The Lansing Snowplane

by Graham Chambers - 1974

In 1974, with Brian Jones as BC, a vehicle was dug up and lifted out of the snow which might have been the Lansing Snowplane. I remember it for some reason as the Faireyplane, because I suppose I thought it had been made by Fairey aviation. It was an aluminium two seater cabin shaped rather like a raindrop seen sideways. It was set upon a pair of skis, the front part of which turned by means of a steering wheel. On the top of the rear part (the thin end of the raindrop, if you like) was mounted an engine, attached to which was a propellor. To my recollection, it was not an aero engine (i.e. rotary), but a straight 4 or maybe 6 cylinder petrol engine.

It took quite a while to dig out and it was then refurbished and it worked!

It went at tremendous speed, but was pretty uncontrollable and very uncomfortable over hard sastrugi. Some of us, including me, actually ski-jored behind the thing, which was dreadful because visibility was zero due to the intense drift it kicked up. (It was fun though).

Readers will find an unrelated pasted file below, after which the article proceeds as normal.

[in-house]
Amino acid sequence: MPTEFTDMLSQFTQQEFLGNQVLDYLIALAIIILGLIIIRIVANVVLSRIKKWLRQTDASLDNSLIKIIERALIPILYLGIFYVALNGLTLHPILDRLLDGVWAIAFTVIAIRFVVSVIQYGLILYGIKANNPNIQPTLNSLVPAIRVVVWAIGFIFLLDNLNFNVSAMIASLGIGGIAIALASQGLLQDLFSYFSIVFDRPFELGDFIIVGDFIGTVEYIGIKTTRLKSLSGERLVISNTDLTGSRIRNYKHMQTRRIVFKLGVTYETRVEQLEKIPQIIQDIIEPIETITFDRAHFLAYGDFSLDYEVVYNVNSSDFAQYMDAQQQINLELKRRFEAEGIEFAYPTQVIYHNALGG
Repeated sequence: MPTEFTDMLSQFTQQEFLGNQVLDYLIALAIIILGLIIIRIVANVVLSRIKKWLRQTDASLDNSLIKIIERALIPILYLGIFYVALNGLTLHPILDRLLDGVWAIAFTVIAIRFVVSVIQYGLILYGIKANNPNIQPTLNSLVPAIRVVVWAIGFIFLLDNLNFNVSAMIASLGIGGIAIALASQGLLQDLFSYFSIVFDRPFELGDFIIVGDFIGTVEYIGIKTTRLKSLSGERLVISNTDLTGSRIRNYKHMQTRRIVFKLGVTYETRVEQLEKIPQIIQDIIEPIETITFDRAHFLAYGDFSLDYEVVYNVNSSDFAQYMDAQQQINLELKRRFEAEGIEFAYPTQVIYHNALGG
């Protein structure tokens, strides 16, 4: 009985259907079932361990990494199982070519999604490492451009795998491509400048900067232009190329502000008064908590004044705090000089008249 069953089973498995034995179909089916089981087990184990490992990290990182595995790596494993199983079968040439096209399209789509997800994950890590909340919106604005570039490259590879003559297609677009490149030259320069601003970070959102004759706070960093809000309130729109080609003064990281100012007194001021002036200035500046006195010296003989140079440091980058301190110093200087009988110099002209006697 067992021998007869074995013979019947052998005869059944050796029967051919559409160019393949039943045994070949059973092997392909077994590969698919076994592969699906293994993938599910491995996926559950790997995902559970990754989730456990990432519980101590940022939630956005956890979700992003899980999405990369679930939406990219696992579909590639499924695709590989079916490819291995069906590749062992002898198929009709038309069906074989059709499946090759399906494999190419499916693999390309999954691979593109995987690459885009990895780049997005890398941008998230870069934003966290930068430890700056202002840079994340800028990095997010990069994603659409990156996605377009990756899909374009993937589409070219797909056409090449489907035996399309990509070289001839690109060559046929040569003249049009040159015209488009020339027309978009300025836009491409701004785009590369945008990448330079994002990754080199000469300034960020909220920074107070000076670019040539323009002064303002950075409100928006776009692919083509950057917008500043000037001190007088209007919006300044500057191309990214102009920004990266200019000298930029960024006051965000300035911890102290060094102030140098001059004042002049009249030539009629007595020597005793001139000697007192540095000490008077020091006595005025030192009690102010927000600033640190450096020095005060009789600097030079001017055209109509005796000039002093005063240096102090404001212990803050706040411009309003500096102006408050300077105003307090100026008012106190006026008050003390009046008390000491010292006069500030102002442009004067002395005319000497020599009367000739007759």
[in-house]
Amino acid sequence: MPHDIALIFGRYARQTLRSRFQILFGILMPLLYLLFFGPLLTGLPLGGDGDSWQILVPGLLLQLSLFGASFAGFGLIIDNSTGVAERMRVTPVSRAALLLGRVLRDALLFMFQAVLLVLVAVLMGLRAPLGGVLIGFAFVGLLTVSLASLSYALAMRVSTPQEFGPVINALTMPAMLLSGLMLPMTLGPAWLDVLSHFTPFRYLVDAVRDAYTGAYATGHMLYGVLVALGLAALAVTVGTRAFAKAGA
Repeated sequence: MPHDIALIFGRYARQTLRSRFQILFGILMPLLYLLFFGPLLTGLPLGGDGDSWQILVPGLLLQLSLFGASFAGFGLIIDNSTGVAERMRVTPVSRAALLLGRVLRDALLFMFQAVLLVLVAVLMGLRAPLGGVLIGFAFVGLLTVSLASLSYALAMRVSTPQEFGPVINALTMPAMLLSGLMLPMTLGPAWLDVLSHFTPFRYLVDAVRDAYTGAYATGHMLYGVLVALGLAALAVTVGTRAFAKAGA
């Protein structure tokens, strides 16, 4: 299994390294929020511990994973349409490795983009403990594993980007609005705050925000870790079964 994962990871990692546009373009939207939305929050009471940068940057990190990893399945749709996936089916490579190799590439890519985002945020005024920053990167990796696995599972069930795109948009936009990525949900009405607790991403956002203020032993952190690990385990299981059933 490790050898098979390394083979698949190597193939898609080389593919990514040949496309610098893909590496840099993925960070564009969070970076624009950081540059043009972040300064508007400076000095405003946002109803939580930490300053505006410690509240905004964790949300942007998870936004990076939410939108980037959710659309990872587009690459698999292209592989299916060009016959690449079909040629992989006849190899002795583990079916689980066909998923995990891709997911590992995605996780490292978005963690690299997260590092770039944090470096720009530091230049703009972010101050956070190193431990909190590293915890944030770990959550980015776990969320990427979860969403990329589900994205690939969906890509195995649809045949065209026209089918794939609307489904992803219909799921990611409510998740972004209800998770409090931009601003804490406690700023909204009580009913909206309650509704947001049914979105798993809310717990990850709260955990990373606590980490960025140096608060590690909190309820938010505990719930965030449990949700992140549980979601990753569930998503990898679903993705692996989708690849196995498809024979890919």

The amusing thing was that it completely changed the local weather. Driving it round and round the base on a clear cold either spring or autumn day thoroughly mixed up the air which usually exhibited a very sharp thermal inversion within 10 metres of the bundu. The base was very soon completely swathed in advective fog, and our weather therefore jarred completely with that of the rest of the Coats Coast, which was completely dingle.

It might even be possible to find the exact date of this by analysing the met records to find this anomaly.

[22 July 2005]

The Lansing snowplane
"The Lansing snowplane being pulled out from the bundu after being located and dug out in 1974. Left is, I think, Andy Moinet, middle Richard (Rigor) Hewitson, the electrician and at right is John McClure."
Picture by Graham Chambers

See also comments by
Keith Gainey, Julian Rouse and Dale Heaton.
10 January 2006
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